Following a chairlift failure at Timberline Resort, West Virginia, on Saturday, Feb. 20, caused by an entire cross arm sheave train assembly detaching from the top of a lift tower and falling to the ground, resorts nationwide have been inspecting other lifts of similar vintage and design and built by the same manufacturer.
Inspectors in various states quickly identified any Borvig lifts similar to that at Timberline that were installed in the 1980s, and performed inspections supplemental to those already required. As a result, last Sunday, inspectors found cracks near the cross arms on two lift towers at Vermont’s Suicide Six Ski Area. The area suspended skiing operations until repairs could be made and testing done and plans to reopen February 27th. This is not the first incident with Borvig chairlifts and there are 176 Borvig lifts remaining in operation in 26 states and three Canadian provinces.
On Tuesday, Sugarloaf, Maine, said it put its Snubber lift on mechanical hold so the resort’s lift mechanics could “thoroughly inspect every tower” of the Borvig-manufactured chairlift to “ensure there was no threat of a similar accident occurring here,” referring to the Timberline event. Sugarloaf indicated that the Snubber’s lift towers had been reinforced at the intersection of the cross arms and towers shortly after the lift was installed in 1985. The inspection was successful and the lift reopened on the same day.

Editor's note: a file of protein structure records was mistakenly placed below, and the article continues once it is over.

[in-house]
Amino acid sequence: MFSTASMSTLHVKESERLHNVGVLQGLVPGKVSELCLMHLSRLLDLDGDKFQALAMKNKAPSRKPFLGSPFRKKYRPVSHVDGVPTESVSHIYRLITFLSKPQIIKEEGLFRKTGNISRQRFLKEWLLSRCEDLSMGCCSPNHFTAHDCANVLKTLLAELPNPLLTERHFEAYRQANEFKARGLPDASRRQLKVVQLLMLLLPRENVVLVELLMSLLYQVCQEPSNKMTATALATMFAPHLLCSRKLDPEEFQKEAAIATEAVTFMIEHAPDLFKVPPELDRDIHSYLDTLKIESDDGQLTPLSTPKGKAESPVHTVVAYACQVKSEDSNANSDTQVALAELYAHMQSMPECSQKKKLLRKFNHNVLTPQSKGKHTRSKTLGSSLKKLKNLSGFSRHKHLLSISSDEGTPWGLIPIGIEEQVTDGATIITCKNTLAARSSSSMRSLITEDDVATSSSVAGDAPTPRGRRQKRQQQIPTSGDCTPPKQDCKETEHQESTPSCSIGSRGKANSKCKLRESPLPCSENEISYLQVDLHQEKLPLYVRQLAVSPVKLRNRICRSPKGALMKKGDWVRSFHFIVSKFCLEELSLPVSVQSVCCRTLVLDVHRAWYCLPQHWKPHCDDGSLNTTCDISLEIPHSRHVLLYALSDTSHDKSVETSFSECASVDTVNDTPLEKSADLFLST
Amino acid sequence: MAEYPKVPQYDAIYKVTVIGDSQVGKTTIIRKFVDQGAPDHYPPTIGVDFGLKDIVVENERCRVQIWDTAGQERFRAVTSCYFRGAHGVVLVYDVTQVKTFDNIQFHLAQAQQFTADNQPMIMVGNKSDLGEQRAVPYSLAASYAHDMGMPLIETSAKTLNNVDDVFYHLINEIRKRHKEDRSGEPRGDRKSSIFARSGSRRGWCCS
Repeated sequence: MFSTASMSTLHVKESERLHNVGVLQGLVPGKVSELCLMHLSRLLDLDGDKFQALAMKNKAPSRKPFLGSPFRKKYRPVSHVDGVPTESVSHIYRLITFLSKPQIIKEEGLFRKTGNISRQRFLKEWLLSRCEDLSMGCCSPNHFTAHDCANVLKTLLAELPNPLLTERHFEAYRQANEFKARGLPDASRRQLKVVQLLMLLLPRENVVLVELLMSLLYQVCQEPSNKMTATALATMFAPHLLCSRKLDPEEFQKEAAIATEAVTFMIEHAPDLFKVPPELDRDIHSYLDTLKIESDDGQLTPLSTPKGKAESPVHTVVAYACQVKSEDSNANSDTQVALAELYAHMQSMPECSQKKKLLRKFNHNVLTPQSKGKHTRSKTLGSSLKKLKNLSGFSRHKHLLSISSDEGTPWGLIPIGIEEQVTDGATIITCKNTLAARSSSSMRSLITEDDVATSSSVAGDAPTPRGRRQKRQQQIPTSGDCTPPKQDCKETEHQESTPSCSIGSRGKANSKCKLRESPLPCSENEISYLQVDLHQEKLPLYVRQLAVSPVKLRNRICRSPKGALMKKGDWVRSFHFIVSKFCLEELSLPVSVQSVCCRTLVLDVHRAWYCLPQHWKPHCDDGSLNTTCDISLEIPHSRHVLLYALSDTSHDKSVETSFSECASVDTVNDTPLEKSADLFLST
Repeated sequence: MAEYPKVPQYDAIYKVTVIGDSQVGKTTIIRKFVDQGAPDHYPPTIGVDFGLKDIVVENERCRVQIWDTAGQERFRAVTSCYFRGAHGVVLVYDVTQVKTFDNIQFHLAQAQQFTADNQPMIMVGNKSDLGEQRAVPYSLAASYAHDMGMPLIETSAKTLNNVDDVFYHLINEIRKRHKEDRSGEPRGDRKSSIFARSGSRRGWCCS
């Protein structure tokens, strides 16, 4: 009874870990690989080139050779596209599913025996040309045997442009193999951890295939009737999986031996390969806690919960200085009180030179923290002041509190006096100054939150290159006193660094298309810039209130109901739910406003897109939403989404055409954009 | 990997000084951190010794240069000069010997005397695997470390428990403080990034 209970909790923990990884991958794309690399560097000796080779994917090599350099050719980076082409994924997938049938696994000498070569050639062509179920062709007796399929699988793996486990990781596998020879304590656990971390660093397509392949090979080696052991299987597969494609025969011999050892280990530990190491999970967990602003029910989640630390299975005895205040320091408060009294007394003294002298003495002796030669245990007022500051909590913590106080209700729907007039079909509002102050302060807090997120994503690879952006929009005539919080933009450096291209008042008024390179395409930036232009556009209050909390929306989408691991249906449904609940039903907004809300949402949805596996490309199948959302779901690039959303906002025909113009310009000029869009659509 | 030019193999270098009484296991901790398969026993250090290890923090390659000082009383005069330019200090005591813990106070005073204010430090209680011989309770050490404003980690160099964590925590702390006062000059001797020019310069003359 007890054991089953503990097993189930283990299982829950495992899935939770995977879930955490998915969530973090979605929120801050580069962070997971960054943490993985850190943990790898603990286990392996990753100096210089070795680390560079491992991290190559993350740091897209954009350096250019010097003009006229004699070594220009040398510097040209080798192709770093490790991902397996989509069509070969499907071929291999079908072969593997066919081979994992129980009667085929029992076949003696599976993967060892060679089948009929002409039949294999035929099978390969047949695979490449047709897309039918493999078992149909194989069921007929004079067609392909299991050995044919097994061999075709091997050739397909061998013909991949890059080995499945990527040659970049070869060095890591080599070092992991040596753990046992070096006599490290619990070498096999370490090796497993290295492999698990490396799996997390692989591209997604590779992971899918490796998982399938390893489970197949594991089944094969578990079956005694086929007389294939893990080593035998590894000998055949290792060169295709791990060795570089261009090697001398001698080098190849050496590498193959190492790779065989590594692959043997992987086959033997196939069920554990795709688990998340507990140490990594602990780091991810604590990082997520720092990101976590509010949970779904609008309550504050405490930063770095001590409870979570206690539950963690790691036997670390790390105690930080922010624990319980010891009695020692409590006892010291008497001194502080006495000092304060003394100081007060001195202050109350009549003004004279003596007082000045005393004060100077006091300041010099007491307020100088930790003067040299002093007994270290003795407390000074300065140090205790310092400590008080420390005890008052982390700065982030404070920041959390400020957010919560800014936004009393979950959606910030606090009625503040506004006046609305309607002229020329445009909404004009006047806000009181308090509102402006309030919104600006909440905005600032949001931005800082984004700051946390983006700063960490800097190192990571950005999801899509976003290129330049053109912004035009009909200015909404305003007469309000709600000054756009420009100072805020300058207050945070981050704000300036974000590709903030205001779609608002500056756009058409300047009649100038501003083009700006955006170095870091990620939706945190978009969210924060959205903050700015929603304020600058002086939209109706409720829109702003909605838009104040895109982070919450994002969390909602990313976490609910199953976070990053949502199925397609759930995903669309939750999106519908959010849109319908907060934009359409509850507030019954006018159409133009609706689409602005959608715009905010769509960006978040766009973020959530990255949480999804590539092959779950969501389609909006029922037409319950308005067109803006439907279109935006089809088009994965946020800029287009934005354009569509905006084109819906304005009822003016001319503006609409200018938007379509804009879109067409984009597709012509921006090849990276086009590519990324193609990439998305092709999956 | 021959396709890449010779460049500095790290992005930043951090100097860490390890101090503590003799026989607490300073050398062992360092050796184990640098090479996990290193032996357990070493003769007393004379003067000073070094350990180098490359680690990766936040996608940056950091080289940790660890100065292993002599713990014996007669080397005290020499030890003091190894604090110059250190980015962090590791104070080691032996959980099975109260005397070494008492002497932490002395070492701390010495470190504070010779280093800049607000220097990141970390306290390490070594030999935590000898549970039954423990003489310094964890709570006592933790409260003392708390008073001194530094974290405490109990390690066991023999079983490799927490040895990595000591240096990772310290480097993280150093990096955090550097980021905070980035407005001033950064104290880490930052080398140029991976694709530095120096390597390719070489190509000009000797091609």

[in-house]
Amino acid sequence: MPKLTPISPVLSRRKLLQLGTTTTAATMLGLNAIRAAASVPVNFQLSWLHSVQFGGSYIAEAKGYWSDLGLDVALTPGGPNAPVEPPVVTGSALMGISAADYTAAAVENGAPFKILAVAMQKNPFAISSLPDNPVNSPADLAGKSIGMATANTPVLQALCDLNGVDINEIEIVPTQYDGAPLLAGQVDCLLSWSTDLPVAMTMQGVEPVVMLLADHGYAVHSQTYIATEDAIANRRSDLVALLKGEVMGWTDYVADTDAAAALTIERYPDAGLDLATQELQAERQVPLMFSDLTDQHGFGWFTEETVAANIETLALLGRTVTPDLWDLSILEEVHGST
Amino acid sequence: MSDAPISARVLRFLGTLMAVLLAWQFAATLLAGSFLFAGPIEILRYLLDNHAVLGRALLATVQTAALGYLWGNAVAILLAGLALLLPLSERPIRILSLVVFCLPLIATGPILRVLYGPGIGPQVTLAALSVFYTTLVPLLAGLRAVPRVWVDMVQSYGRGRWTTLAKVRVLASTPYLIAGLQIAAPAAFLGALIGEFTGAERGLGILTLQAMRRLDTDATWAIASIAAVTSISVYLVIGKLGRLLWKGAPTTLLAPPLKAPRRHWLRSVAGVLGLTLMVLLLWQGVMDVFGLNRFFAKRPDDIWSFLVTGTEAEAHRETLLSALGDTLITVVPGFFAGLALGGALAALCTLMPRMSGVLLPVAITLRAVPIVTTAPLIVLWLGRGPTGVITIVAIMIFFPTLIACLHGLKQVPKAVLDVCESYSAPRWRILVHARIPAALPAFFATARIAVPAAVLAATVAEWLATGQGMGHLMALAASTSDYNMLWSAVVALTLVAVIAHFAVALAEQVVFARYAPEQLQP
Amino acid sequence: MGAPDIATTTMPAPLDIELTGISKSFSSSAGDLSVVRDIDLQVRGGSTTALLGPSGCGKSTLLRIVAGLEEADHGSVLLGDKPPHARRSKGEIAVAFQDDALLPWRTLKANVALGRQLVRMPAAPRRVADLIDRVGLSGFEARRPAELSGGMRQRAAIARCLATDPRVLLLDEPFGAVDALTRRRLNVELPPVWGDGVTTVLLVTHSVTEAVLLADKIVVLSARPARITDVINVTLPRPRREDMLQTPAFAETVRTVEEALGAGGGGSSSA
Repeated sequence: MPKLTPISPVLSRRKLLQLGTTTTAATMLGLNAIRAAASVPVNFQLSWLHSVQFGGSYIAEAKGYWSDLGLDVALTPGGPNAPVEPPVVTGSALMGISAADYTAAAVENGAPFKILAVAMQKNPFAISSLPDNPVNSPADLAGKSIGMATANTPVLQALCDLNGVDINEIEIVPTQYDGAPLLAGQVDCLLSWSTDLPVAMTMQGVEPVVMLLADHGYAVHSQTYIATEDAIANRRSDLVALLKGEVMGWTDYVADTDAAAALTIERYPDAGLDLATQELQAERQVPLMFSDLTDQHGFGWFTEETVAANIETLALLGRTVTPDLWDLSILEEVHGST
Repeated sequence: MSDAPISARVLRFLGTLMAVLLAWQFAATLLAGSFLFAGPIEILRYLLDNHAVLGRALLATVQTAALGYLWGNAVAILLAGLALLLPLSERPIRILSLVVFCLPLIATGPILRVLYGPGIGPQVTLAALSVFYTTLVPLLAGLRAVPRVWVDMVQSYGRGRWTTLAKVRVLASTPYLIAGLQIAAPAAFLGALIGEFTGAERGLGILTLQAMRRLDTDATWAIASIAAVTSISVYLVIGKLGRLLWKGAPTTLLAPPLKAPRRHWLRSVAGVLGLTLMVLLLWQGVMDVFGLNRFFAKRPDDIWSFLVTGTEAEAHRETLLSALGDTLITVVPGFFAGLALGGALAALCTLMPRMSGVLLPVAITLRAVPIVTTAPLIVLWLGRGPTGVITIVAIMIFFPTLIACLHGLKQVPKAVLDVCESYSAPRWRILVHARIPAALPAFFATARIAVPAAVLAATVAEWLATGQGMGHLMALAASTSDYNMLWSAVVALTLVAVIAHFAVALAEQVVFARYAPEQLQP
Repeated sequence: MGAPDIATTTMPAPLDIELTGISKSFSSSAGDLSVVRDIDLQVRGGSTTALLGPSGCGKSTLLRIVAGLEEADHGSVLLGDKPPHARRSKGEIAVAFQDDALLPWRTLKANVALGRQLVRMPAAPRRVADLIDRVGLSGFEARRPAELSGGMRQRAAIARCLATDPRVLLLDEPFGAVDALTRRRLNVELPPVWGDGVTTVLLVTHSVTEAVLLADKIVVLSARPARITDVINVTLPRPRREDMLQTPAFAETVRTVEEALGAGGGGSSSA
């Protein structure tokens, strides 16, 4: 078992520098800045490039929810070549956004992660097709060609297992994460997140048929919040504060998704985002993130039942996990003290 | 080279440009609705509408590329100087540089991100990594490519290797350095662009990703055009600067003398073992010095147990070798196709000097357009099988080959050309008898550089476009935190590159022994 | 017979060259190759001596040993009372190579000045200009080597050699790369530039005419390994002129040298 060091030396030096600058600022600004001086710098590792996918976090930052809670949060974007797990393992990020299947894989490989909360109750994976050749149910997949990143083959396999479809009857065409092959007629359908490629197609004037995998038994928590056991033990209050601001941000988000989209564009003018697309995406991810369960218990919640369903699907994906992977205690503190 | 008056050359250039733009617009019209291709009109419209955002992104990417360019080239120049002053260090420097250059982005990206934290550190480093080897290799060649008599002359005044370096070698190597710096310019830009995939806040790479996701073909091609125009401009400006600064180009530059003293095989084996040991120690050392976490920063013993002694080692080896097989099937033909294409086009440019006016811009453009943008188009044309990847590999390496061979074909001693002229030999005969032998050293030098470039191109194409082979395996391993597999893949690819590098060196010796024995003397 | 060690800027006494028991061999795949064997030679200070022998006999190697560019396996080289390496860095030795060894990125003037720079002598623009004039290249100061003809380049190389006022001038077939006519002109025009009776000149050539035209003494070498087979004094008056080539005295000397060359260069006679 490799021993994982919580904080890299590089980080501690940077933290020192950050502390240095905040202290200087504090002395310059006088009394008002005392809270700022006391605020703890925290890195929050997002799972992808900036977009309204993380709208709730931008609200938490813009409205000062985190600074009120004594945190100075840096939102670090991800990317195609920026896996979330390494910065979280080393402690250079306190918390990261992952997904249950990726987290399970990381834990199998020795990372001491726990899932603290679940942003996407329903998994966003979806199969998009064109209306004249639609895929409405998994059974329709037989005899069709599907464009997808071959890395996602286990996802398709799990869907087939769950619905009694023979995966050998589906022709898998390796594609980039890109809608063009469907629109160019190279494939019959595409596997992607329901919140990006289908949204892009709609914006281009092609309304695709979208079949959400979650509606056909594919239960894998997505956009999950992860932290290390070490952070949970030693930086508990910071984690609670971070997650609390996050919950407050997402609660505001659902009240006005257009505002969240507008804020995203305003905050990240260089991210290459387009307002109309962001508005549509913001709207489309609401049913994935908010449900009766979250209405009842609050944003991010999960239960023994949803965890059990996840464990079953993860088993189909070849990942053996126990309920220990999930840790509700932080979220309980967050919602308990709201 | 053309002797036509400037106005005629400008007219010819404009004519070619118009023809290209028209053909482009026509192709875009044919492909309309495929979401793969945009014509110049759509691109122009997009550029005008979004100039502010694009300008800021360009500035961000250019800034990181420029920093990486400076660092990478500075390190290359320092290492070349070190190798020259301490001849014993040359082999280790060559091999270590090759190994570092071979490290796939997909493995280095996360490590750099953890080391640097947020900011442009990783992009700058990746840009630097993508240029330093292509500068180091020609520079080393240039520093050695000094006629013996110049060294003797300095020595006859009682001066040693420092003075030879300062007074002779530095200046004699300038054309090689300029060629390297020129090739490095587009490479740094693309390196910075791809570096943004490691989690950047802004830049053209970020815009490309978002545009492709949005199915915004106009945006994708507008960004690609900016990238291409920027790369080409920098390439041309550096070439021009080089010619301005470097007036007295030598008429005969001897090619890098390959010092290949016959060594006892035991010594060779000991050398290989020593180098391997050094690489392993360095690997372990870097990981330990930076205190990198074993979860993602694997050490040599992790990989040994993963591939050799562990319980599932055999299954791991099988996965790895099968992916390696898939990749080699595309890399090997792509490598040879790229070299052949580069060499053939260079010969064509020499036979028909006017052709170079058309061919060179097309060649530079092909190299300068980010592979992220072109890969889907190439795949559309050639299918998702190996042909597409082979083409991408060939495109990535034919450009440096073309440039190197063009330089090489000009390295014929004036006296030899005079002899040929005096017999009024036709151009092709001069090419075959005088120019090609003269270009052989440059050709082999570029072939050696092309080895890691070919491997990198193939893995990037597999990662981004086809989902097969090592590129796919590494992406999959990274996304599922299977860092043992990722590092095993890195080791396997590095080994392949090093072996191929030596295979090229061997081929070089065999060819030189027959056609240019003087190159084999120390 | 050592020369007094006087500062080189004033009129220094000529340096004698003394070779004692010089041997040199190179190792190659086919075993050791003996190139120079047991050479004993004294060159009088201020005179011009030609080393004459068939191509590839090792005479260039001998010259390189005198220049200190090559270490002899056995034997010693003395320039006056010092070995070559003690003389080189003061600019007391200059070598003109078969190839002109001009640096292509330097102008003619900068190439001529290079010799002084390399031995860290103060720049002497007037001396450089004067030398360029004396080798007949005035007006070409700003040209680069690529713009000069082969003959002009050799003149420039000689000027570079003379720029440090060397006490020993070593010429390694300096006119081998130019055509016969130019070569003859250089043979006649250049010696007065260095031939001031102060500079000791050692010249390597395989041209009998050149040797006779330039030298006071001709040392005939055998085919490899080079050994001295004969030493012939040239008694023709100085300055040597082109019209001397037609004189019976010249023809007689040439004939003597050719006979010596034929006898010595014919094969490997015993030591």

At Timberline, the resort has invited industry experts to investigate the failure and help restore the lift to safe operation. According to a report at DCSki.com, a variety of companies that specialize in different aspects of lift operation, testing, and construction have been on-hand.
Aerial NDT Inspection, Inc. was on site to perform nondestructive testing of all existing lift towers and welds. The New Hampshire-based company specializes in the inspection of aerial ropeways.
Partek Enterprises, Inc., which took over technical support and parts fulfillment for Borvig chairlifts after Borvig went out of business in 1993, is working jointly with Beitzel Corporation, an industrial construction and maintenance company, to assess and repair the chairlift. Ropeway Construction is installing a new cross arm and also performing a complete haul rope inspection following the installation of the new cross arm.
In a release from the resort, Timberline stated, “We are requesting that these same experts do a thorough inspection of our other lifts as well, even though they are performing properly.”
A Timberline spokesman said that the new cross arm has been welded into place on the Thunderstruck lift, and that other cross arms on the lift have been reinforced according to the engineers’ recommendations. Timberline hopes to have the lift back in service on Feb. 27.